Tired of not knowing exactly what to create or test? Get in the habit of asking the magic question “How will I know I’ve done that?” In other words, ask the Product Owner (or whatever person you have filling that role on your team) to express some acceptance criteria! Asking this question will make miserable days seem bright and sunny! Well, ok, maybe not that, but asking this question will brighten your mood. There are at least three good reasons why asking this question is important.
First, the answer clears up uncertainty. As I mentioned in my blog post Bob-ism #1 – the good developer it is very easy for developers to build the wrong product if they aren’t careful. Being careful means uncertainty on the desired functionality needs to be cleared up as early as possible. There is no such thing as the perfect Product Owner who creates 100% unambiguous stories that never generate questions. This is impossible because it absolutely should not happen. The concept behind stories is they are an invitation to a conversation. The conversation should start with “How will I know I’ve done that?” Members of agile teams need to recognize the necessity of clearing up uncertainty, and Product Owner’s need to understand the necessity of making time available to help.
Second, the answer gives acceptance criteria. Acceptance criteria are useful to every person who deals with a user story. Developers know how the code will be tested. Testers have a basis for knowing what tests to create. Wouldn’t it be nice if acceptance criteria could directly be translated into automated acceptance tests? Well, we have a class on Real World Agile Testing with Fit and FitNesse coming up. The class is basically to teach how to do that! Even if you don’t take the class, look at Fit or FitNesse as potential ways to translate between spoken language and automated tests. But all of this is based on knowing what the acceptance criteria should be, and the answer to the question “How will I know I’ve done that?” gives the criteria.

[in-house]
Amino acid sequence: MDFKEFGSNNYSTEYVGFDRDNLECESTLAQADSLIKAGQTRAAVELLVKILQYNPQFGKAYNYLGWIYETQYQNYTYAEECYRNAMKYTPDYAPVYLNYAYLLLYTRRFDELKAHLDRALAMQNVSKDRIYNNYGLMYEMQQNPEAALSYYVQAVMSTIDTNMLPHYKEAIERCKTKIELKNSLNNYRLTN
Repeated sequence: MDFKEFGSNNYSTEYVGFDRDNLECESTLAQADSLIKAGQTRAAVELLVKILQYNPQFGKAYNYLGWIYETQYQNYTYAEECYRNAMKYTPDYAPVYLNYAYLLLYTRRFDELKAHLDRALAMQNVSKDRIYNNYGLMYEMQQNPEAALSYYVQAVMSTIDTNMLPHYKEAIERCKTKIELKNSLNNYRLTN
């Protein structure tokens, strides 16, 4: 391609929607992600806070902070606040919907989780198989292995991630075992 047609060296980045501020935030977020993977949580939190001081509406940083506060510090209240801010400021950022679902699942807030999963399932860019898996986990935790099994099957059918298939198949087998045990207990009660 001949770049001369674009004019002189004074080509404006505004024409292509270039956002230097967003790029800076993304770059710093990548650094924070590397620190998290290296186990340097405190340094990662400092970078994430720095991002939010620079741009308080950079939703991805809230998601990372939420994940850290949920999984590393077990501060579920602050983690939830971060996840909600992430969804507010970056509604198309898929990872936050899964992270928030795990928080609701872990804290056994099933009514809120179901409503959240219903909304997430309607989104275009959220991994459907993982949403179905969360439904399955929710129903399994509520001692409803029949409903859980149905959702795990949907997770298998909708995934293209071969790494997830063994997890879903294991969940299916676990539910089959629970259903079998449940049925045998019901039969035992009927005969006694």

Finally, asking the question fosters collaboration. Remember, a user story is an invitation to a conversation. By asking “How will I know I’ve done that?” you have accepted the invitation. Imagine if all teams had developers, testers and Product Owners collaborating up front on stories and all being in agreement on what “done” would look like – all before a line of code was written. For those of us who have seen this in action it is truly amazing. Teams become hyper-productive. Features match customer wants and needs much more accurately. Quality improves dramatically. Morale on the team improves. All of these are downstream effects of effective and meaningful collaboration.
Let me close this post with a couple of very important caveats:
- Don’t collaborate in a vaccuum. If one person needs to ask this question, there are likely others also needing to know the answer. Make sure you have the proper people as part of the conversation. This usually means developer, tester and Product Owner are all involved.
- Capture the answer! This seems so silly to have to say, but it is quite common for people to have a conversation and not record the results anywhere. This conversation affects the user story, so capture the answer in a place people will know to look. The answer is acceptance criteria. It may even clarify some wording in the story itself. Whatever it is affects the story, so save it appropriately. Remember, knowledge in your head is lost to the rest of the team – so what happens when you aren’t available???
My user story today was “My readers want a new blog entry so that they can be more agile.” I asked myself the question “How will I know I’ve done that?” The answer was “I’ll know I’ve done that when I have a published blog entry my users can access which gives them a useful agile tip.” So the acceptance criteria are:
blog entry published users can access
- contains a useful tip
I tested the first two and they work. Did I accomplish the mission for the 3rd bullet point? I certainly hope so. If not, let me know!